This blogs gives some insights into the new SQL syntax added in WL#3352
and WL#4444 and WL#4571 which all have been included in the
mysql-next-mr tree which is the base for the next milestone release
The purpose of these new changes is to enable improved partition pruning, and
also making it possible to partition on strings. Supporting TRUNCATE on
partitions will improve partition management and the ability to use separate
key caches for different partitions makes MyISAM partitioned tables more
useful. Finally we added a new function TO_SECONDS which makes it
possible to get more fine-grained dates for partitions and subpartitions.
This information will soon find its way into documentation but if you want
to get started right away here it comes.
There are 5 additions effectively:
1) The ability to RANGE partition by column list instead of by function
2) The ability to LIST partition by column list instead of by function
3) A new function TO_SECONDS which can be used in partition functions
and where partition pruning will be used also on ranges.
4) The ability to TRUNCATE a partition
5) The ability to use a keycache in MyISAM per partition
Here's a few examples of how to use these now additions:
CREATE TABLE t1 (a varchar(5), b int)
PARTITION BY RANGE COLUMNS (a,b)
( PARTITION p0 VALUES LESS THAN ("abc", 1),
PARTITION p1 VALUES LESS THAN ("def", 2));
Some things noteworthy here:
The checks for the constants is fairly strict. Thus using "1" for a constant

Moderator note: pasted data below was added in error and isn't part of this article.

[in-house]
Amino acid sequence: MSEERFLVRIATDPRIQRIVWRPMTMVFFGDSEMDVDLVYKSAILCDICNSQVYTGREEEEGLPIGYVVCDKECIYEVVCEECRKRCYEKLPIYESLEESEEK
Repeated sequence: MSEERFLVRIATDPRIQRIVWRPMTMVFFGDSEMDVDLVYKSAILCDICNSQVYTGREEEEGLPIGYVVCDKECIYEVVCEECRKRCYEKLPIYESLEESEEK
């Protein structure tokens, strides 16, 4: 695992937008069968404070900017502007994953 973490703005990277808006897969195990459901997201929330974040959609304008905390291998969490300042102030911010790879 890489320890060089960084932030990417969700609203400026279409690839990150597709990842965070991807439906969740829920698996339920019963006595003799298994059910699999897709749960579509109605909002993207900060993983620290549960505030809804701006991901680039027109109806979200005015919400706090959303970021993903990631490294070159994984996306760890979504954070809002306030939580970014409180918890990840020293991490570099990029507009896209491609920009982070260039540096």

to b isn't allowed, the constant must be of the same type as the field it
maps to. Also sql_mode will be ignored for those partition constants.
Thus e.g. even if sql_mode specifies that non-existing dates are allowed
they will not be allowed in the partition constants since these constants
will be a part of the table and need to live for longer than the current
Character sets are allowed and the string constants will be interpreted
in the character set their field belongs to. Also character set strings
without mapping are allowed. If one tries to use SHOW CREATE TABLE
on the partition table and the mapping of the partition constants from
field charset to UTF8 fails or if mapping to client charset fails, then the
partition constants will be written in hex string format.
A partition constant can be MAXVALUE, NULL is however not allowed.
There were some considerations to also be able to use MINVALUE
which effectively would make it possible to create partitions where only
the NULL values can go in. However this is still possible if one knows
the minimum value of the field.
It's possible to partition on integer fields, string fields and date fields.
It's not possible to partition on BLOBs, SETs, ENUMs, GEOMETRY fields,
CREATE TABLE t1 (a varchar(1))
PARTITION BY LIST COLUMNS (a)
( PARTITION p0 VALUES IN ("a","b","c"));
CREATE TABLE t1 (a varchar(1), b int)
PARTITION BY LIST COLUMNS (a,b)
( PARTITION p0 VALUES IN (("a",1),("b",2),("c",3)));
Noteworthy here is that parenthesis are required when more than one
field is in the list of columns partitioned on. It's required to not use
parenthesis when there is only one field.
NULL values are allowed as in MySQL 5.1 but not MAXVALUE.
CREATE TABLE t1 (a datetime)
PARTITION BY RANGE (TO_SECONDS(a))
( PARTITION p0 VALUES LESS THAN (TO_SECONDS("2009-11-11 08:00:00")),
PARTITION p1 VALUES LESS THAN (MAXVALUE));
Same syntax as in MySQL 5.1 but also possible to use TO_SECONDS as a
ALTER TABLE t1 TRUNCATE PARTITION p0;
ALTER TABLE t1 TRUNCATE PARTITION p1;
ALTER TABLE t1 TRUNCATE PARTITION ALL;
This delete all rows in the given partitions and resets the given partitions
auto_increment values (if exists) to 0.
The syntax works in the same manner as for ANALYZE, OPTIMIZE and other
commands that can be applied on partitions already in MySQL 5.1.
CACHE INDEX t1 PARTITION p0 IN keycache_fast;
CACHE INDEX t1 PARTITION p1, p2 IN keycache_slow;
LOAD INDEX INTO CACHE t1 PARTITION p0;
LOAD INDEX INTO CACHE t1 PARTITION p0, p1;
This new syntax makes it possible to have separate key caches for different
partitions in a partitioned table using the MyISAM storage engine.
Post a Comment